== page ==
The southern half of Yellowstone National Park reopened to the public as planned at 8 am Wednesday, a week and a half after it closed due to severe flooding.
Cars were backed up half a mile from the East Gate, outside Cody, an hour before the park opened. The first RV to arrive at that gate — driven from Michigan by a family of six — had been parked in front of the gate since 10 the night before.
“Right now, there is a sense of excitement to let people in, and have them enjoy the park and see what they came to see,” said Rebecca Roland, one of the rangers stationed at the East Gate as cars entered.
“I would like people to know not to cancel their reservations,” Roland said. “We’re so excited to welcome them into the southern loop. They can still see everything that makes Yellowstone Yellowstone.”
The National Park Service closed all five entrances to Yellowstone on June 13 as floodwaters washed out roads, damaged bridges and isolated gateway communities near the northern edges of the park. Tourists who’d driven across the country to visit the US’s first national park instead found themselves stranded at its gates.
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Only the southern loop will be open to tourists in the coming weeks. Repairs along the park’s northern loop, which suffered the worst damage, will take longer, though they could be completed before summer ends.
Workers “have covered immense ground and met enormous challenges to get that northern loop reopened within a couple of weeks,” Roland said. “They’ve been working day and night.”
Separated by license plate
Park officials announced on Saturday they would reopen three of the park’s five entrances — the East, South and West gates — starting Wednesday, and would limit access to the park using license plates. Because part of the park remains closed, officials are worried about capacity issues.
Plates ending in an even number are allowed inside only on even-numbered days, and odd plates only on odd-numbered days, unless they have reservations inside the park on the opposite day.
Linda Vela and four family members drove a truck and a motorcycle to Yellowstone from Louisiana. They knew when they left their home last week that the park was closed. But they, like many other families, didn’t want to cancel all the reservations they’d made.
“We were thinking… that surely by Monday or Tuesday it would open,” Vela said.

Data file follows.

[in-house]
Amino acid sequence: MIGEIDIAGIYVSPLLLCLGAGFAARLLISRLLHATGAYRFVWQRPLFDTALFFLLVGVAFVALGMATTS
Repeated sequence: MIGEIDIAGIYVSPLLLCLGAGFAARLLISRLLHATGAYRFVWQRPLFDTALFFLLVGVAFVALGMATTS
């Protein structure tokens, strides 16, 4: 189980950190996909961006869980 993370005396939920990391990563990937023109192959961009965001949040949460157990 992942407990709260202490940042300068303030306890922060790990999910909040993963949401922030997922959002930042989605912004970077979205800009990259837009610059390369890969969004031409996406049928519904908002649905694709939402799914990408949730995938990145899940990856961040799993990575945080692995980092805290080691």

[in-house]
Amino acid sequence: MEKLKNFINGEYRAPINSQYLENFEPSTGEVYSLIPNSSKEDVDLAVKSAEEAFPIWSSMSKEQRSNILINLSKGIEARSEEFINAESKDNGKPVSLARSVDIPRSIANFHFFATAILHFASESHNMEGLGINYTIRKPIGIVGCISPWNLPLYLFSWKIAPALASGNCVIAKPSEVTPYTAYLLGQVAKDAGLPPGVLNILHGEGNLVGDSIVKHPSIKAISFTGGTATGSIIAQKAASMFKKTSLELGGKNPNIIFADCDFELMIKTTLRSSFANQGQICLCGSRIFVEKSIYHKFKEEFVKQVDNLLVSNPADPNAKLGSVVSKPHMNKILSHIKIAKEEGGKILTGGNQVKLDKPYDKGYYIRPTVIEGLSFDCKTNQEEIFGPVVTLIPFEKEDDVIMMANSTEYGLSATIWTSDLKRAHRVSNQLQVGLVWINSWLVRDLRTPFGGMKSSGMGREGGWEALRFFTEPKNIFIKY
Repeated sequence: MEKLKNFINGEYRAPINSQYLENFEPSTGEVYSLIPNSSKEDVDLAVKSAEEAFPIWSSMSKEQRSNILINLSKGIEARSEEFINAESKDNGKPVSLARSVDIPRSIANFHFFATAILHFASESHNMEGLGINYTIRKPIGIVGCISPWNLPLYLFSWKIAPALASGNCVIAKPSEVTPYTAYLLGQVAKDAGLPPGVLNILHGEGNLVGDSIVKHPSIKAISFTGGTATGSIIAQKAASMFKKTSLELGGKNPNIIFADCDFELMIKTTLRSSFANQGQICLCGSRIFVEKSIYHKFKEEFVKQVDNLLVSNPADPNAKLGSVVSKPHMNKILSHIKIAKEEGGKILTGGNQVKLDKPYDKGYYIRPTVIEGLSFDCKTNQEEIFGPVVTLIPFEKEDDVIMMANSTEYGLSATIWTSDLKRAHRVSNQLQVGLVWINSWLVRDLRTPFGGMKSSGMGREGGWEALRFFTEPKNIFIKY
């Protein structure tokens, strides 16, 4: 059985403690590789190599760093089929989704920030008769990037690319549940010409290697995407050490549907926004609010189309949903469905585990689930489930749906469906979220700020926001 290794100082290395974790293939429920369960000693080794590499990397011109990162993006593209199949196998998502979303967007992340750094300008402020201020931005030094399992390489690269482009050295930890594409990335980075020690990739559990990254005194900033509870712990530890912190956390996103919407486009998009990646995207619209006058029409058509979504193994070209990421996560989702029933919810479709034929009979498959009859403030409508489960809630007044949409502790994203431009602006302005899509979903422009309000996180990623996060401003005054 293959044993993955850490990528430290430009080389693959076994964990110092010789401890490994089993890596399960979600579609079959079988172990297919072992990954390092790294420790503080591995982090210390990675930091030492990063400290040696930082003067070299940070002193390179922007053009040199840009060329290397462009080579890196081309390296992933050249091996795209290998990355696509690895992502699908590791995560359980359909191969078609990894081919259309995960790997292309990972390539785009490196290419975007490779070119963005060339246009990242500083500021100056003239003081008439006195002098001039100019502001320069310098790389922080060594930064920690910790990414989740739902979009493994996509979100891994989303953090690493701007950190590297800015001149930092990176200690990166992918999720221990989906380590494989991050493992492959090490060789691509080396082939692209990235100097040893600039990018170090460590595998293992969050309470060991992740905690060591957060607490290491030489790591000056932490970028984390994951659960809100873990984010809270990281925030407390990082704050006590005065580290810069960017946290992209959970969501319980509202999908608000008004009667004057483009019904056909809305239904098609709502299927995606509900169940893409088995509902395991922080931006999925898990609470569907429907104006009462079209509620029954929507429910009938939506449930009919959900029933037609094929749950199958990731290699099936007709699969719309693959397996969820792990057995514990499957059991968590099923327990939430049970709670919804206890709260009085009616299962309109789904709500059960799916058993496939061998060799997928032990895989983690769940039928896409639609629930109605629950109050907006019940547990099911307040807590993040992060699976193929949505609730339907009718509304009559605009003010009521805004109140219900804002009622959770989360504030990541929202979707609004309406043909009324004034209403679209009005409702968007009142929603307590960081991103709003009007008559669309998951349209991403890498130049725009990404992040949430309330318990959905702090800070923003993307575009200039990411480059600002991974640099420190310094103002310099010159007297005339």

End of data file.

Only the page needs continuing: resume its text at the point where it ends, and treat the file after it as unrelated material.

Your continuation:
“Once they said they were going to open on Wednesday,” she added, and the family realized their car had an even-numbered license plate, “we said, ‘Well, we’ll just stay another night in Cody.’”
So far, the license plate system, which was suggested by one of Yellowstone’s gateway communities, seems like a success.
Fewer than 5,000 vehicles entered the southern loop on Wednesday, compared with 10,000 or more on a typical summer day, the park said that afternoon. Fewer than 50 of those vehicles were turned away at the gate for having the wrong license plate for the opening day.
But Yellowstone Superintendent Cam Sholly cautioned that it’s still too early to say.
The National Park Service will continue to evaluate its approach and will “make adjustments if necessary,” Sholly said in a statement.
“We’re happy to have visitors back in Yellowstone and appreciate the patience of the public and community partners as we continue working through this difficult situation,” he said.
A grand reopening
Yellowstone was busy on Wednesday — the parking lots near Old Faithful filled within hours — but its most popular spots were nowhere near as crowded as usual.
“I feel like it’s quieter,” said Beth Mohan, a tour manager at Vacations by Rail who said she’s a fan of the license plate system. She thinks requiring timed entrances, even after the full park reopens, would make visiting more enjoyable for everyone.
“Even though (many tourists) got literature on keeping distance from wild animals, just general behaviors… they’re not paying attention to it,” Mohan said. “I think if you keep the crowds down and have less of that kind of energy, it protects you overall.”
Mohan said it took her 40-person tour group 37 minutes to enter through the West Gate. One family that left a little later in the day said they waited two hours to reach the same gate. And a school group from Missouri had a similar experience at the South gate.
Park staff said there were “major backups” — as expected — when the three accessible entrances reopened, but those traffic jams cleared by early afternoon.
It was barely above freezing near the entrances early morning Wednesday. Some tourists meandered near the lines, clad in winter coats or clutching blankets around their shoulders. Others huddled in their cars, turning them off to conserve gas and on again when it got too cold.
A nervous tension hung over the entrances until the barriers lifted, right on time, and excited shouts — “It’s moving!” — traveled through the crowd. Tourists who had come from across the country and beyond to see Yellowstone seemed to breathe a collective sigh of relief.
Progress was slow, but steady, as the thousands of waiting cars and RVs filtered, at last, into the oldest US national park.